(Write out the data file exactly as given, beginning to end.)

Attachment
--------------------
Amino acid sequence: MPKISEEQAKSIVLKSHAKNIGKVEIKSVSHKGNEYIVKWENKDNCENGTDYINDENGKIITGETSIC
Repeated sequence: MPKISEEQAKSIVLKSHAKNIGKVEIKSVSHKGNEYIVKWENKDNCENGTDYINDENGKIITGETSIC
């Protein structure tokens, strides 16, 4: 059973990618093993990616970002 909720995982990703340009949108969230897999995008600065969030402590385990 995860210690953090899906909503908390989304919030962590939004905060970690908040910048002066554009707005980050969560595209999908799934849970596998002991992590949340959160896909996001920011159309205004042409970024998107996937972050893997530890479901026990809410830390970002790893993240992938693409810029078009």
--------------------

Amino acid sequence: MPKISEEQAKSIVLKSHAKNIGKVEIKSVSHKGNEYIVKWENKDNCENGTDYINDENGKIITGETSIC
Repeated sequence: MPKISEEQAKSIVLKSHAKNIGKVEIKSVSHKGNEYIVKWENKDNCENGTDYINDENGKIITGETSIC
């Protein structure tokens, strides 16, 4: 059973990618093993990616970002 909720995982990703340009949108969230897999995008600065969030402590385990 995860210690953090899906909503908390989304919030962590939004905060970690908040910048002066554009707005980050969560595209999908799934849970596998002991992590949340959160896909996001920011159309205004042409970024998107996937972050893997530890479901026990809410830390970002790893993240992938693409810029078009």